The legislative purpose embodied in Section 2 of the Act convinces us Congress could not have intended to exclude employment by governmental bodies, including the United States, from the scope of employments which must be terminated with no right to return thereto before eligibility for an annuity is established and its payment may commence. Such governmental employments constitute too large a segment of the labor market to permit inference of any Congressional intent to exclude them. Realization of the purpose of Sections 2(a) and (b) would be substantially impaired by such an exclusion. We are therefore of the opinion that in keeping with the rationale of the decisions of the Supreme Court of the United States to which we have referred, and in consonance with the application of those principles as reflected by the conclusion reached in Burke v. Railroad Retirement Board, 83 U.S.App.D.C. 40, 165 F.2d 24, the United States is a 'person' within the meaning of Sections 2(a) and (b) of the Act.
And such conclusion is not at variance with United States v. United Mine Workers of America, 330 U.S. 258, 67 S.Ct. 677, 91 L.Ed. 884, relied upon by petitioner. No impairment of a sovereign right of the United States results therefrom. On the contrary a policy and objective of the United States is carried out.
We perceive no merit in the petitioner's contention that his current employment with the United States Army Munitions Command is an employment by an employer other than was his employer in his preceding employment with the United States Army Ordnance Corps. It is obvious that in both cases the United States was and is his employer. The termination of his services with the Ordnance Corps did not satisfy the requirements of Sections 2(a) and (b). He remained in the employ of the United States in the Munitions Command. He did not change employers.
Petitioner assails the constitutionality of Section 2 of the Act on the ground its provisions violate due process. He contends the requirements of the Section are arbitrary and unreasonable, deprive him of vested property rights and of the liberty of contract without due process, and impair a contractual obligation. From the arguments petitioner advances in support of these contentions it appears he predicates all of them on a concept that his right to benefits is contractual in nature. In this connection he points to the observation made in Scott v. Railroad Retirement Board, 7 Cir., 227 F.2d 684, 686, that the annuities under the Act 'are paid from a fund to which the employees and the railroads have contributed equally on all salaries of employees earned after December 31, 1936' and 'the fund is set up on an actuarial basis'. But those factors are not determinative of the nature of the right to benefits, and participation in the retirement system is compulsory, a condition of employment, not optional, and the rights involved are statutory, not contractual in nature. Moreover, the cessation of service provisions of Section 2 which are the subject of petitioner's complaint have been a part of the Act since its enactment in 1937. No previously vested right was disturbed by the provisions. The justification for those provisions is set forth in United States v. Bush, supra. They have a reasonable basis in the light of the problems to be remedied and the purpose and object of the legislation. They do not unreasonably or arbitrarily discriminate and thereby offend the requirements of due process.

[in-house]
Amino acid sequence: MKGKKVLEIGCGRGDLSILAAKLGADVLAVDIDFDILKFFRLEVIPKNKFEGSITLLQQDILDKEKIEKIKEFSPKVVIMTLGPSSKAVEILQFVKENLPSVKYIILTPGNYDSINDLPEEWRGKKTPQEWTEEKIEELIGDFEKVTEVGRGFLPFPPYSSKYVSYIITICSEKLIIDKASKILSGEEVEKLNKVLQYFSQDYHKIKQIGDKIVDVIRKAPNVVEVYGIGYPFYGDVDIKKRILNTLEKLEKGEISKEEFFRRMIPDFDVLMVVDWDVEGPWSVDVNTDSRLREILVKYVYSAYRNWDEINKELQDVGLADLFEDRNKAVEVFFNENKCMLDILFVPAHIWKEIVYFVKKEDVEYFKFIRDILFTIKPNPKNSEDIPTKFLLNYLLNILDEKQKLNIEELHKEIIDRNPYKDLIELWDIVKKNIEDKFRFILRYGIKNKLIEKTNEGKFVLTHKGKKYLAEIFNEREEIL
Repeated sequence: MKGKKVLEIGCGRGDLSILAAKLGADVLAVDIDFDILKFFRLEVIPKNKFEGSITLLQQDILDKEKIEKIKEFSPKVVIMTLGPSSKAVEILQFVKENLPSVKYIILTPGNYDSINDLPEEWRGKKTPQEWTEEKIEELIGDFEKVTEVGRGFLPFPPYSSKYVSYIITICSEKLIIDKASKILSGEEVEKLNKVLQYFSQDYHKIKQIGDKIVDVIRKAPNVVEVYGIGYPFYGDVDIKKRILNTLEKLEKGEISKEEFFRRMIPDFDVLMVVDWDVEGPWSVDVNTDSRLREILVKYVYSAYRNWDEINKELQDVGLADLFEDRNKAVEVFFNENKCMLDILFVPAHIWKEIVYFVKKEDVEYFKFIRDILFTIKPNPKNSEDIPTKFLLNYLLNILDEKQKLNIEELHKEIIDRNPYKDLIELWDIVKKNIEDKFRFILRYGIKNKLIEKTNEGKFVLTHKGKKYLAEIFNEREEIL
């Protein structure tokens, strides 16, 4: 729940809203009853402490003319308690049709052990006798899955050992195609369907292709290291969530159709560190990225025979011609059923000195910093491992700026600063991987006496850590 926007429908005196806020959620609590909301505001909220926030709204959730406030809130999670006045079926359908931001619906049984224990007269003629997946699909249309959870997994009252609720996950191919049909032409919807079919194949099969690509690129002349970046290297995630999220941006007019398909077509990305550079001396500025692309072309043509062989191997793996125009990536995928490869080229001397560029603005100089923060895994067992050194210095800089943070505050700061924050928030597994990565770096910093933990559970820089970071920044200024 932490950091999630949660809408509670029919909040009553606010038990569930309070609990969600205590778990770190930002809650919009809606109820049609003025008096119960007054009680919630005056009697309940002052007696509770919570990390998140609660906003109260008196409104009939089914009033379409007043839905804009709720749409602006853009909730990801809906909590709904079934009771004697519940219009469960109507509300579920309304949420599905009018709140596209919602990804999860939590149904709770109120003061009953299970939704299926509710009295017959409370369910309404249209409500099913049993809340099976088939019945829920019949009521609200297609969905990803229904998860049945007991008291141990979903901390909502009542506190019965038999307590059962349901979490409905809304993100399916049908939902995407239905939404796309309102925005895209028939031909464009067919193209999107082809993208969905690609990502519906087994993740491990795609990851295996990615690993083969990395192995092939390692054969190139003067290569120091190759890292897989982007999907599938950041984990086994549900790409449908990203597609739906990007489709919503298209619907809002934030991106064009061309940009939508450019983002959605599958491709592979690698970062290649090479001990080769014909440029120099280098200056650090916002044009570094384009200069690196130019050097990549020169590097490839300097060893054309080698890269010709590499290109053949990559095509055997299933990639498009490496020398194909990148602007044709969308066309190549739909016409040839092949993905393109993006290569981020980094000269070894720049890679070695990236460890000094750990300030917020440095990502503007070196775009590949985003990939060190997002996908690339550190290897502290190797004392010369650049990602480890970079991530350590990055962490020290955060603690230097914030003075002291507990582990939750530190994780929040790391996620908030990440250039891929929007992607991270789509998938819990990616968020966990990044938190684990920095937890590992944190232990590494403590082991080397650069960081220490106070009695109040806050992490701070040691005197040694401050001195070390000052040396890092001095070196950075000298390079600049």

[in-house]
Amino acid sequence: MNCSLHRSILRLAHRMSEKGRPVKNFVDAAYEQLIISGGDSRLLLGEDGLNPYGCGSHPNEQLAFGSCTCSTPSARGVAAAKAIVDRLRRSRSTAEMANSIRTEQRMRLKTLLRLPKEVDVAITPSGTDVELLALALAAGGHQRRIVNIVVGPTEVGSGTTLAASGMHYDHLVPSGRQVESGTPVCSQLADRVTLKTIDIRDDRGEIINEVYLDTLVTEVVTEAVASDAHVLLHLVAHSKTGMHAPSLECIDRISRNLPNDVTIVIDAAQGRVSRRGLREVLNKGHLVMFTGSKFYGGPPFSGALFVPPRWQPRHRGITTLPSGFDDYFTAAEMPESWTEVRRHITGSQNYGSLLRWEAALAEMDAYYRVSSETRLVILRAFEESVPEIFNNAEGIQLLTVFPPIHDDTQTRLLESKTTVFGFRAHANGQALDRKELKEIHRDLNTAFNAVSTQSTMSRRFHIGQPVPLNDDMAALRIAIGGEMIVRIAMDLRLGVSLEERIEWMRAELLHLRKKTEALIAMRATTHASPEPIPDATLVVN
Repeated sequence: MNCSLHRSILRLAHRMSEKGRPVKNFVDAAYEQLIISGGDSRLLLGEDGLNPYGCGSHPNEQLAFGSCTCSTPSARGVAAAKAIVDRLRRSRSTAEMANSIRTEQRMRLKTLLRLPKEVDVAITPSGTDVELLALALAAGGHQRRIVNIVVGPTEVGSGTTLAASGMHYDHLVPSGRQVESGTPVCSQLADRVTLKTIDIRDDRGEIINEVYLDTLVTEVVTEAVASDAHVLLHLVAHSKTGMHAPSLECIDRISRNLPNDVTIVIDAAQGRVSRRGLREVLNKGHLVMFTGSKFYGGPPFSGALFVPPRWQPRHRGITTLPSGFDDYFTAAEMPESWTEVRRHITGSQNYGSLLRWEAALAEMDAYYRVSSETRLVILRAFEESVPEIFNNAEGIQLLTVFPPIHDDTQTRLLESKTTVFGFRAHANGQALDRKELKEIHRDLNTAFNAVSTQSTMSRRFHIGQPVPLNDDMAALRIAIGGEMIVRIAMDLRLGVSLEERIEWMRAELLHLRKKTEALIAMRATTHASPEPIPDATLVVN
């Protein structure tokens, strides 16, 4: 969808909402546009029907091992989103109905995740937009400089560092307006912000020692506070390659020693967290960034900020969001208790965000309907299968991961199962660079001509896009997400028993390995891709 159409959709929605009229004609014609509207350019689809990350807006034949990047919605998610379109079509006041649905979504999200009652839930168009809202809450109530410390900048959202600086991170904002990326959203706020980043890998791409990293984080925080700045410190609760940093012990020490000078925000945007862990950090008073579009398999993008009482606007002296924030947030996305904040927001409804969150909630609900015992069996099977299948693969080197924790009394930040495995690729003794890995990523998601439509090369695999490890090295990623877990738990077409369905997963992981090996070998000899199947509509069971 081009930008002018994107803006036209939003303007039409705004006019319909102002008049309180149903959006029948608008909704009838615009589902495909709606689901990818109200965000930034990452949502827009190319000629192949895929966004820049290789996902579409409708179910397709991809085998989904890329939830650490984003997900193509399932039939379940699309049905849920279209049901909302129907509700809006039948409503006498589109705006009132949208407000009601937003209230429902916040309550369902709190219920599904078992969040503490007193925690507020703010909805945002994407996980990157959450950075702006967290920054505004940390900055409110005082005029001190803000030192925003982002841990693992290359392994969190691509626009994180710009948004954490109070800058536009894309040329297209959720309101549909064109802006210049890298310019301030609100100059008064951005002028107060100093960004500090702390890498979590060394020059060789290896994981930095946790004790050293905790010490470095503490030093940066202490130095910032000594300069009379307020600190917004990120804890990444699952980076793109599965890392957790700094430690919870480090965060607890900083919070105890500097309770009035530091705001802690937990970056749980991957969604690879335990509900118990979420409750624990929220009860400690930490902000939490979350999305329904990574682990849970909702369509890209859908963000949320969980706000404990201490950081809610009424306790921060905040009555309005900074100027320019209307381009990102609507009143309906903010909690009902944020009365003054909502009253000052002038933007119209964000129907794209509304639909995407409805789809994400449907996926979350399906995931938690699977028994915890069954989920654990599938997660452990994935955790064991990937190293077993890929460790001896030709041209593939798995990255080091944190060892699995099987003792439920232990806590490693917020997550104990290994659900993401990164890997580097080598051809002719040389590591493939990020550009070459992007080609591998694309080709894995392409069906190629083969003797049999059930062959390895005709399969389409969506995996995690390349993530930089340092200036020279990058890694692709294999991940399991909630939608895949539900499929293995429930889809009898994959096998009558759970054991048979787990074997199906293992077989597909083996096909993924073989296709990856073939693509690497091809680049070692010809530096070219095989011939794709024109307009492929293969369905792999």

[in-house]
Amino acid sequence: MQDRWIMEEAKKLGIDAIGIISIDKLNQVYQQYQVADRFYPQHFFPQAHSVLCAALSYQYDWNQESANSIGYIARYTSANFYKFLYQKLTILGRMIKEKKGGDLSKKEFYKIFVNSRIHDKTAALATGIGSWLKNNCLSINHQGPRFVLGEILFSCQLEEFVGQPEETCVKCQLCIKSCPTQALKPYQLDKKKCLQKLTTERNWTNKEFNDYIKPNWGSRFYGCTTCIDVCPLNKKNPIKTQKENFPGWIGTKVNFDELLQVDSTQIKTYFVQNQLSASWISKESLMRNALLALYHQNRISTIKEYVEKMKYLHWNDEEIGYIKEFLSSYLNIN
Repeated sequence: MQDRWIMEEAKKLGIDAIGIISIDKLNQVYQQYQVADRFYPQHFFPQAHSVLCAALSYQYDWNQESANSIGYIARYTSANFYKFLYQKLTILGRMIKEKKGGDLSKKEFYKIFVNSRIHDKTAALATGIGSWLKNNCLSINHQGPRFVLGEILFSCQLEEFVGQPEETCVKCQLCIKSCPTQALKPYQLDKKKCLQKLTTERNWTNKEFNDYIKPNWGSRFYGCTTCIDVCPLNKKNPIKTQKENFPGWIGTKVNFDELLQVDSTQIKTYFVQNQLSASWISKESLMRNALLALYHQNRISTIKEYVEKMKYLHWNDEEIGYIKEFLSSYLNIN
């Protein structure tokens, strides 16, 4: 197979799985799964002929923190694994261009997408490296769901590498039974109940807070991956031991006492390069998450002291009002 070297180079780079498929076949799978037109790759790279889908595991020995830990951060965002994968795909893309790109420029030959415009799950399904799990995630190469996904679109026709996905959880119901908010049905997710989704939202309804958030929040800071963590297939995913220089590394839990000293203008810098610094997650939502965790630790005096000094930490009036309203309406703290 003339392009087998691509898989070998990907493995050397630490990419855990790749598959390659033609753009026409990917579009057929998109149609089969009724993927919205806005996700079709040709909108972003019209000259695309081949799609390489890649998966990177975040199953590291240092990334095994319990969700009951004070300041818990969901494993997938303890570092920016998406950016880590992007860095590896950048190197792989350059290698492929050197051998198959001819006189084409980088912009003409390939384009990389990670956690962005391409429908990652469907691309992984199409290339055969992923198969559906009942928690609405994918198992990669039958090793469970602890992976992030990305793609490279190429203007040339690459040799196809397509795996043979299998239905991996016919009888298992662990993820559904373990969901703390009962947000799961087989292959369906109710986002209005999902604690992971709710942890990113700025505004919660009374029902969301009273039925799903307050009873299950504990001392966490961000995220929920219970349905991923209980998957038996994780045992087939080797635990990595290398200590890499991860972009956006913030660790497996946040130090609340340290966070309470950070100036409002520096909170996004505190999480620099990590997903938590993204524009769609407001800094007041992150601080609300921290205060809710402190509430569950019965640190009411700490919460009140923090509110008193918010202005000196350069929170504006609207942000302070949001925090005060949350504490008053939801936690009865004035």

The decision of the Railroad Retirement Board is affirmed.
Referred to herein as the 'Act'
These sections provide, in pertinent part, as follows:
'(a) The following-described individuals, if they shall have been employees on or after the enactment date, and shall have completed ten years of service, shall, subject to the conditions set forth in subsections (b)-(d) of this section, he eligible for annuities after they shall have ceased to render compensated service to any person, whether or not an employer as defined in section 228a(a) of this title (but with the right to engage in other employment to the extent not prohibited by subsection (d) of this section): * * *'
'(b) An annuity shall be paid only if the applicant shall have relinquished such rights as he may have to return to the service of an employer and of the person by whom he was last employed; * * *'
An appeal to the Appeals Council of the Railroad Retirement Board followed. The adverse decision of the Appeals Council was appealed to the Board which affirmed the decision of the Appeals Council on July 31, 1964